Acting on a judge's orders, police arrested former Ukraine Prime Minister Yulia Tymoshenko during her abuse-of-office trial on Friday for violations of court procedures.
Her supporters in court, including national lawmakers, squabbled with riot police, trying to prevent them from driving her away in a prison car and shouting: "Shame! Shame!"
Dozens of Tymoshenko's supporters then gathered outside the court building in central Kiev and tried to block the road, but riot police pushed them aside.
The United States and the European Union have condemned court cases against Tymoshenko and several of her top allies as selective prosecution of political opponents. Germany on Friday expressed "great concern" about Tymoshenko's arrest.
Viktor Yanukovych, Ukraine's Kremlin-friendly president, has been accused by opposition activists and rights groups of trying to sideline his political opponents and muzzle critical media in a rollback on freedoms championed by his pro-Western predecessor.
The charismatic Tymoshenko, the country's top opposition leader, has criticized the trial as an attempt by Yanukovych to bar her from elections and mocked the court. Tymoshenko has refused to rise when addressing the court, as required, and routinely insulted the judge. Her supporters have repeatedly disrupted hearings.
Complying with the presiding judge's orders, police surrounded Tymoshenko and escorted her out of the courtroom on Friday. Hundreds of police officers surrounded the prison car as it forced its way slowly through the crowd of Tymoshenko supporters.
Later, Tymoshenko's ally, Serhiy Vlasenko, showed reporters what he called a handwritten note from her describing her arrest as a "political repression."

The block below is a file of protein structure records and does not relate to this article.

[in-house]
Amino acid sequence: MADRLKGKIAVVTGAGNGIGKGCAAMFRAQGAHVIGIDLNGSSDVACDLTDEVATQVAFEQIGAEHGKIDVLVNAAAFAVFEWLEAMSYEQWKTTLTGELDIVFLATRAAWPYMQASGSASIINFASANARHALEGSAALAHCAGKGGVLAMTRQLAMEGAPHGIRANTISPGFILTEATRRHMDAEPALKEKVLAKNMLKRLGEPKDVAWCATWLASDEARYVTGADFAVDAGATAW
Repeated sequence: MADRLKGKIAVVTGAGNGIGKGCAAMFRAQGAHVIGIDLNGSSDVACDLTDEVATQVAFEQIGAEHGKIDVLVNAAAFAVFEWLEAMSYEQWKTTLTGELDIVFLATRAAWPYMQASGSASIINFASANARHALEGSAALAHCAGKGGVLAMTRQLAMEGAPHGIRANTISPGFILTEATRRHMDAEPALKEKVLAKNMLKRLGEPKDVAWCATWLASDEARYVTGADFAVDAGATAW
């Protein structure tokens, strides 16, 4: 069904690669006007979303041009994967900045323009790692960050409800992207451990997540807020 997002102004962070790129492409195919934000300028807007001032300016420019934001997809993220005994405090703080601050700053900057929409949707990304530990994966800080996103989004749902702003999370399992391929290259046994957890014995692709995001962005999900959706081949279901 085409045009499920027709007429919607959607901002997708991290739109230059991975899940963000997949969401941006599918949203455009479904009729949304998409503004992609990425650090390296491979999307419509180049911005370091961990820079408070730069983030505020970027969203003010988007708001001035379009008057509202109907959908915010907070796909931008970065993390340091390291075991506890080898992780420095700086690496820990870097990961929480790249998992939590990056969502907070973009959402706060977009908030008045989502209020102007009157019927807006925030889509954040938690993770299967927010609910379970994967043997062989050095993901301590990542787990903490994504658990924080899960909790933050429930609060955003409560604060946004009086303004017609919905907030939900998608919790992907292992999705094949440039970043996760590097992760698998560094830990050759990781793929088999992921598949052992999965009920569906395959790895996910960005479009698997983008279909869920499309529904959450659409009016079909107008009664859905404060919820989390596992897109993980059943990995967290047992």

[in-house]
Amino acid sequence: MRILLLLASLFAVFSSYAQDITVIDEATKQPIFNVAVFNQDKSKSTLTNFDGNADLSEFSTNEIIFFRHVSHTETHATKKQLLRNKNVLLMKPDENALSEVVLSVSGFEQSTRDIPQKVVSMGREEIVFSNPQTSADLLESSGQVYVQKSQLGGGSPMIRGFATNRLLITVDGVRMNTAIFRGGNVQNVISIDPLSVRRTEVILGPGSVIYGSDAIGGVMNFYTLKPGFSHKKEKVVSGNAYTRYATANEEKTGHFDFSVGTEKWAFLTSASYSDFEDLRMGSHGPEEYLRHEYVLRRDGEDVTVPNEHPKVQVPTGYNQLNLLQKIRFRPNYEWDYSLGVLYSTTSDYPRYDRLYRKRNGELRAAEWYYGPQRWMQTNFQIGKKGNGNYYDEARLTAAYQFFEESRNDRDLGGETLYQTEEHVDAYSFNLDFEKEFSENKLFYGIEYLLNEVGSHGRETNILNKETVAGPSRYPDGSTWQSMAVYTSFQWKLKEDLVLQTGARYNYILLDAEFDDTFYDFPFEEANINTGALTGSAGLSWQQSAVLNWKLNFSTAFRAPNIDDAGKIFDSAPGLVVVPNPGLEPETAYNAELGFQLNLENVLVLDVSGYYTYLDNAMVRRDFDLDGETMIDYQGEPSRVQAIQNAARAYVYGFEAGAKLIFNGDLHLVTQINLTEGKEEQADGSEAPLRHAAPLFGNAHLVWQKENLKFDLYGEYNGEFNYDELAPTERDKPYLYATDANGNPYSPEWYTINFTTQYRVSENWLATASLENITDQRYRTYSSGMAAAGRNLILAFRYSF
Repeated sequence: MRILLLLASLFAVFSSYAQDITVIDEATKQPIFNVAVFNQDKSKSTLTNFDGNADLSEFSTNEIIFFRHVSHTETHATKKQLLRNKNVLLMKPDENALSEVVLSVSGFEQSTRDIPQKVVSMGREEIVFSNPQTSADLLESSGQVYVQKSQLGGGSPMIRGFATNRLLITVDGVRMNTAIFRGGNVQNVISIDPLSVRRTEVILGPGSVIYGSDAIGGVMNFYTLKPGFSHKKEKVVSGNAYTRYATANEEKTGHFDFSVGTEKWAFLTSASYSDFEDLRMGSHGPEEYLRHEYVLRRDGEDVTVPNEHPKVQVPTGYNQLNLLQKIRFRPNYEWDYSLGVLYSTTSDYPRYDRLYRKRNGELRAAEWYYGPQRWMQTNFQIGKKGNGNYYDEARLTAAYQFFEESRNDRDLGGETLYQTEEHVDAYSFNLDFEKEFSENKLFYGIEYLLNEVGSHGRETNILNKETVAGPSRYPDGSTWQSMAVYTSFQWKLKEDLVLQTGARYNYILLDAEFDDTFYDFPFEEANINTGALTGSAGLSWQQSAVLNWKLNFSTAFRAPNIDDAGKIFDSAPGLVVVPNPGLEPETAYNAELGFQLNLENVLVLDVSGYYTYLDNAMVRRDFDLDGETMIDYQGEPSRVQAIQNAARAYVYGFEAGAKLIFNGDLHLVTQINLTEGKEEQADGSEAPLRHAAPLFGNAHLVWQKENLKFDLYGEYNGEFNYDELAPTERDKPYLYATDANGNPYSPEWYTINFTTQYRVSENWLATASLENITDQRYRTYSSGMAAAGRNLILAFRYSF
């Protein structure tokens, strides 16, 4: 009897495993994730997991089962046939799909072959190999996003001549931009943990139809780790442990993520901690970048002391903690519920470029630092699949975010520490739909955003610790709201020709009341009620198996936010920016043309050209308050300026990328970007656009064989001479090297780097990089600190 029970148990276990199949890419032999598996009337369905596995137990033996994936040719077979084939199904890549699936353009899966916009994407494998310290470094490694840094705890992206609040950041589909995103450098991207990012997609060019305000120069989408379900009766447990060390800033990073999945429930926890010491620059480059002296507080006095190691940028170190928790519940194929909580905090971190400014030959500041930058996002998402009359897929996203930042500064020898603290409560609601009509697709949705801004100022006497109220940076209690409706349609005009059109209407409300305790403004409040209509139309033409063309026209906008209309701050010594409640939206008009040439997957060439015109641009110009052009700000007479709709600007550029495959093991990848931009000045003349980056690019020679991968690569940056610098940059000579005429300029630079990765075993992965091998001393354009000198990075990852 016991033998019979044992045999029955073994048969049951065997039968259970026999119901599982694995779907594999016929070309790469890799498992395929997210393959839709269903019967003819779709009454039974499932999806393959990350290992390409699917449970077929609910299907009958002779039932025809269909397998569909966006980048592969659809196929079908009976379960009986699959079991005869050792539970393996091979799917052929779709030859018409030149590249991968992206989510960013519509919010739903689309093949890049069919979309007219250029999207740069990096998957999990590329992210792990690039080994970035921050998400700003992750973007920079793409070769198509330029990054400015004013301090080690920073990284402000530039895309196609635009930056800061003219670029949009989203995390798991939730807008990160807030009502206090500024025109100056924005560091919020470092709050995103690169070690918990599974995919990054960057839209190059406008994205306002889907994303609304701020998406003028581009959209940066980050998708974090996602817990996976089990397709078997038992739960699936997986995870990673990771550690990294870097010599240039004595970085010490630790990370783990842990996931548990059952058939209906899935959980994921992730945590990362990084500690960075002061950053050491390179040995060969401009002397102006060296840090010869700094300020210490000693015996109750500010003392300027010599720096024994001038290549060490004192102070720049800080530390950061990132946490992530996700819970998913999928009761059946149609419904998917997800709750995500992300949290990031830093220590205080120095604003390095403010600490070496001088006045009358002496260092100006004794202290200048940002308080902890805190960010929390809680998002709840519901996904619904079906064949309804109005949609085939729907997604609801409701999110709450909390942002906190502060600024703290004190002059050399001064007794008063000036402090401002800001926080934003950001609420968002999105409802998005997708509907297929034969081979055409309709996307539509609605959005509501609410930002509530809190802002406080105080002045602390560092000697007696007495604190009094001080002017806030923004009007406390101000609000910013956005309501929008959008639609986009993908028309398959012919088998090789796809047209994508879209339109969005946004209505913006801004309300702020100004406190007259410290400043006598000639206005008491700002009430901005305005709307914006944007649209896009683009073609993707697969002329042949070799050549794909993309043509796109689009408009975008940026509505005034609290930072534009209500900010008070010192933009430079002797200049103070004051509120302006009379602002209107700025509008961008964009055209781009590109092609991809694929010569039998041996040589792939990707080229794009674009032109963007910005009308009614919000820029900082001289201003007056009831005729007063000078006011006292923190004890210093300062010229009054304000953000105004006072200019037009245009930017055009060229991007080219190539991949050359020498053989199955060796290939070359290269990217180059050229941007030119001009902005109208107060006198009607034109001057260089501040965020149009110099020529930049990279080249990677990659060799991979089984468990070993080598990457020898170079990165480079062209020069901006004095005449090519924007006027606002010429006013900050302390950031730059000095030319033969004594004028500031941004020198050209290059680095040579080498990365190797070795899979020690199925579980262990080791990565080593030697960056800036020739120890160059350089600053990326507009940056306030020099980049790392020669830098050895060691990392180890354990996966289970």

The 50-year-old opposition leader is charged with abusing her powers by signing a natural gas import contract with Russia in 2009 that prosecutors claim was disadvantageous to Ukraine.
Tymoshenko insists she is innocent, arguing that the contract ended weeks of natural gas disruptions to Ukrainian and European consumers and that she was authorized to sign the deal as prime minister.
On Friday, Tymoshenko was put in the same jail where one of her allies, former Interior Minister Yuri Lutsenko, has been held for more than six months on charges that he defrauded the government when he paid his driver illegal bonuses.
Experts in Ukraine and abroad believe the trial's real motive for Tymoshenko's trial is to disqualify Tymoshenko from upcoming parliamentary and presidential elections by convicting her as a felon.
Tymoshenko was nicknamed Ukraine's "gas princess" in the late 1990s for serving as the head of a leading natural gas importer. She was jailed briefly in 2001 on suspicion of smuggling gas, but the case never went to trial.
Tymoshenko has a long and bitter history with Yanukovych.
She was the central figure in Ukraine's 2004 Orange Revolution mass protests that threw out Yanukovych's fraud-tainted victory in a presidential election and led to another vote that brought a pro-Western government to power.
Tymoshenko became prime minister, but Ukrainians grew frustrated by economic hardships, slow reforms and endless bickering in the Orange camp. As a result, she lost to Yanukovych in the 2010 presidential election.
Tymoshenko's party said it would mobilize its supporters and call street protests.
One ally, Serhiy Pashinsky, said: "Tymoshenko's arrest is a verdict against the government and the beginning of its end."
Russia's Foreign Ministry said in a statement Friday that the 2009 gas deal was signed in strict conformity with Russian and Ukrainian law on orders from the two nations' presidents. In what sounded like a note of criticism, the ministry said Russia expects Tymoshenko's trial to be fair and in line with "elementary humanitarian norms."
While Yanukovych is generally seen as Moscow-friendly, his government has continued to argue with Russia over gas prices and other economic issues.
German Deputy Foreign Minister Werner Hoyer expressed "great concern" at Tymoshenko's arrest and said there were "doubts as to whether the investigative custody is proportionate."
"The fact that numerous members of the previous government are being investigated for abuse of office awakens a suspicion of politically motivated justice," Hoyer said in a statement. "If this impression is strengthened further, that would be a significant hurdle to Ukraine moving closer to the European Union."
Geir Moulson in Berlin contributed to this report.